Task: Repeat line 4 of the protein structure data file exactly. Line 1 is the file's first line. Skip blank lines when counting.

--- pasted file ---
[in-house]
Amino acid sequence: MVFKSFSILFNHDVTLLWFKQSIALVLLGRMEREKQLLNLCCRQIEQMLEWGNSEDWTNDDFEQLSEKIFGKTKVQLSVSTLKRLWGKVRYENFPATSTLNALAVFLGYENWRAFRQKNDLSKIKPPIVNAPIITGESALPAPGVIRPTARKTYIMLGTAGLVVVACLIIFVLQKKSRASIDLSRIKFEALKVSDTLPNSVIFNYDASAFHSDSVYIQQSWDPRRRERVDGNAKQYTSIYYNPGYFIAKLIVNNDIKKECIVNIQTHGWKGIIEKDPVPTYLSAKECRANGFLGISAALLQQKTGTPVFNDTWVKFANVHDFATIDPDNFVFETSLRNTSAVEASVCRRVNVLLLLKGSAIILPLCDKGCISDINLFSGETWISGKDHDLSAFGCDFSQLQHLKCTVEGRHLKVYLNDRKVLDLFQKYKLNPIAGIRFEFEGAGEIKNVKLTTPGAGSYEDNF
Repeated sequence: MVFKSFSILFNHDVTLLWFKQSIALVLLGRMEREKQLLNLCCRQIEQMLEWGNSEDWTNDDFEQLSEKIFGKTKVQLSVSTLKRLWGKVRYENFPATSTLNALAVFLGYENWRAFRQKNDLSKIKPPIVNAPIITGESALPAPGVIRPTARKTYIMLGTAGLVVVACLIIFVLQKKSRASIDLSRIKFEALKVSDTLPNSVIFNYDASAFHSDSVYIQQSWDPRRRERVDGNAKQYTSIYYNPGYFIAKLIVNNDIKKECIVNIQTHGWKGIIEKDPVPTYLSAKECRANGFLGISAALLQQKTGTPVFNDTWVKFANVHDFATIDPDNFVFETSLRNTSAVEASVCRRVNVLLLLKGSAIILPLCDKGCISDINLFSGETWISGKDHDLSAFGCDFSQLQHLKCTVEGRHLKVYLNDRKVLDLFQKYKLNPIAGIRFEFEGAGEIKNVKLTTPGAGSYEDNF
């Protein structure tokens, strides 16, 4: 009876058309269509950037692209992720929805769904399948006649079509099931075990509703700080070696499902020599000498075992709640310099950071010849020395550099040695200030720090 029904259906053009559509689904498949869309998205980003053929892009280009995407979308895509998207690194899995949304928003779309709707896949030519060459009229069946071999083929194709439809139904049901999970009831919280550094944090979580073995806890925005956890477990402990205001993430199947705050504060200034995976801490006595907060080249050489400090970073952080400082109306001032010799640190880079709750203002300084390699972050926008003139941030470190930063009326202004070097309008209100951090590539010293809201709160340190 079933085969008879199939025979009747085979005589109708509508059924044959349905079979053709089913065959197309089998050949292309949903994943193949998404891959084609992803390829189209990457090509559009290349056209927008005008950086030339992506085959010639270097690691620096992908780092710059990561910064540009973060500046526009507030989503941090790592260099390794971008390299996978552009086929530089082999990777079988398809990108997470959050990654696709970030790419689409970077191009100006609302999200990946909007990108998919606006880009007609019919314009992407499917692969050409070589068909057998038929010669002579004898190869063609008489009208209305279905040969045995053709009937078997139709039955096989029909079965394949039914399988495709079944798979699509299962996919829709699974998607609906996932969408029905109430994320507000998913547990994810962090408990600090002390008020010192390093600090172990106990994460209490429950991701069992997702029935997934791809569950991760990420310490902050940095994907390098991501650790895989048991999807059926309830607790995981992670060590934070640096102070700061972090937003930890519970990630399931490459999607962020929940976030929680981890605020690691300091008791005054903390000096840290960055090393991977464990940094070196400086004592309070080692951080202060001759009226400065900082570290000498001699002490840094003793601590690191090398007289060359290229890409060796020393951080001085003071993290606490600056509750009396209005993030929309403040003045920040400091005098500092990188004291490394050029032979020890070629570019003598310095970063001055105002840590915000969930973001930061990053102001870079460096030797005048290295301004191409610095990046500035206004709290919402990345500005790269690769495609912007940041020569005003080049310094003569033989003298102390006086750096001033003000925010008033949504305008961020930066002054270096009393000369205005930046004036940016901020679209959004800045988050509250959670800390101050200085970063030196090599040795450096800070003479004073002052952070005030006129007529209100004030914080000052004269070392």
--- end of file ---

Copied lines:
């Protein structure tokens, strides 16, 4: 009876058309269509950037692209992720929805769904399948006649079509099931075990509703700080070696499902020599000498075992709640310099950071010849020395550099040695200030720090 029904259906053009559509689904498949869309998205980003053929892009280009995407979308895509998207690194899995949304928003779309709707896949030519060459009229069946071999083929194709439809139904049901999970009831919280550094944090979580073995806890925005956890477990402990205001993430199947705050504060200034995976801490006595907060080249050489400090970073952080400082109306001032010799640190880079709750203002300084390699972050926008003139941030470190930063009326202004070097309008209100951090590539010293809201709160340190 079933085969008879199939025979009747085979005589109708509508059924044959349905079979053709089913065959197309089998050949292309949903994943193949998404891959084609992803390829189209990457090509559009290349056209927008005008950086030339992506085959010639270097690691620096992908780092710059990561910064540009973060500046526009507030989503941090790592260099390794971008390299996978552009086929530089082999990777079988398809990108997470959050990654696709970030790419689409970077191009100006609302999200990946909007990108998919606006880009007609019919314009992407499917692969050409070589068909057998038929010669002579004898190869063609008489009208209305279905040969045995053709009937078997139709039955096989029909079965394949039914399988495709079944798979699509299962996919829709699974998607609906996932969408029905109430994320507000998913547990994810962090408990600090002390008020010192390093600090172990106990994460209490429950991701069992997702029935997934791809569950991760990420310490902050940095994907390098991501650790895989048991999807059926309830607790995981992670060590934070640096102070700061972090937003930890519970990630399931490459999607962020929940976030929680981890605020690691300091008791005054903390000096840290960055090393991977464990940094070196400086004592309070080692951080202060001759009226400065900082570290000498001699002490840094003793601590690191090398007289060359290229890409060796020393951080001085003071993290606490600056509750009396209005993030929309403040003045920040400091005098500092990188004291490394050029032979020890070629570019003598310095970063001055105002840590915000969930973001930061990053102001870079460096030797005048290295301004191409610095990046500035206004709290919402990345500005790269690769495609912007940041020569005003080049310094003569033989003298102390006086750096001033003000925010008033949504305008961020930066002054270096009393000369205005930046004036940016901020679209959004800045988050509250959670800390101050200085970063030196090599040795450096800070003479004073002052952070005030006129007529209100004030914080000052004269070392």